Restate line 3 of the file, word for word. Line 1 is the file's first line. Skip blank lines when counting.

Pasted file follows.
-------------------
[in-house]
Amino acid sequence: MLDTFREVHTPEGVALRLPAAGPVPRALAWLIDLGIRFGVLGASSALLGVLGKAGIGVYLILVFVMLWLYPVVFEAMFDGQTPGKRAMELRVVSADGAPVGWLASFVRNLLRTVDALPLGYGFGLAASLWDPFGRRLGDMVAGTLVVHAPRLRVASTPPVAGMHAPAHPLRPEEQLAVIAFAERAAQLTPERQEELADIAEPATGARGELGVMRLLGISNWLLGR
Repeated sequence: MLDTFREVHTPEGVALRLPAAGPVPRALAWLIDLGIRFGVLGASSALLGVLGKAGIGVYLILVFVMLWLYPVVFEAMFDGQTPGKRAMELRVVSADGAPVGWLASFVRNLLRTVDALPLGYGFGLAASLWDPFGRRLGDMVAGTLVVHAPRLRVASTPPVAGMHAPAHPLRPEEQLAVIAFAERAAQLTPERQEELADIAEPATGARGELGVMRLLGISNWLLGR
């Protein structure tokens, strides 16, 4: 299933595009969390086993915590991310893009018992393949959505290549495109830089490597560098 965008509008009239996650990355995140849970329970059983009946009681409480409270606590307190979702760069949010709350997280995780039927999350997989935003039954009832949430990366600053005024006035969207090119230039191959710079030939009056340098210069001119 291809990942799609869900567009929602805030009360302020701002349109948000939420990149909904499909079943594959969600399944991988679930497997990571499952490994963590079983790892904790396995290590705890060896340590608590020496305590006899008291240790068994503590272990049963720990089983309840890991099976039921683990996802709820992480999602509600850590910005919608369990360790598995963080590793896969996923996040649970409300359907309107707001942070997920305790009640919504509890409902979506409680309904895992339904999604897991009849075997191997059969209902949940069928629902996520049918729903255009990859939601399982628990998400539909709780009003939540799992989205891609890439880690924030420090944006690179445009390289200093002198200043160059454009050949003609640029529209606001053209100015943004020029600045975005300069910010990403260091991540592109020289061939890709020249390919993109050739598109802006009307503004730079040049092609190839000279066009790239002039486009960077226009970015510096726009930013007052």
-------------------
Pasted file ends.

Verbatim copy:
Repeated sequence: MLDTFREVHTPEGVALRLPAAGPVPRALAWLIDLGIRFGVLGASSALLGVLGKAGIGVYLILVFVMLWLYPVVFEAMFDGQTPGKRAMELRVVSADGAPVGWLASFVRNLLRTVDALPLGYGFGLAASLWDPFGRRLGDMVAGTLVVHAPRLRVASTPPVAGMHAPAHPLRPEEQLAVIAFAERAAQLTPERQEELADIAEPATGARGELGVMRLLGISNWLLGR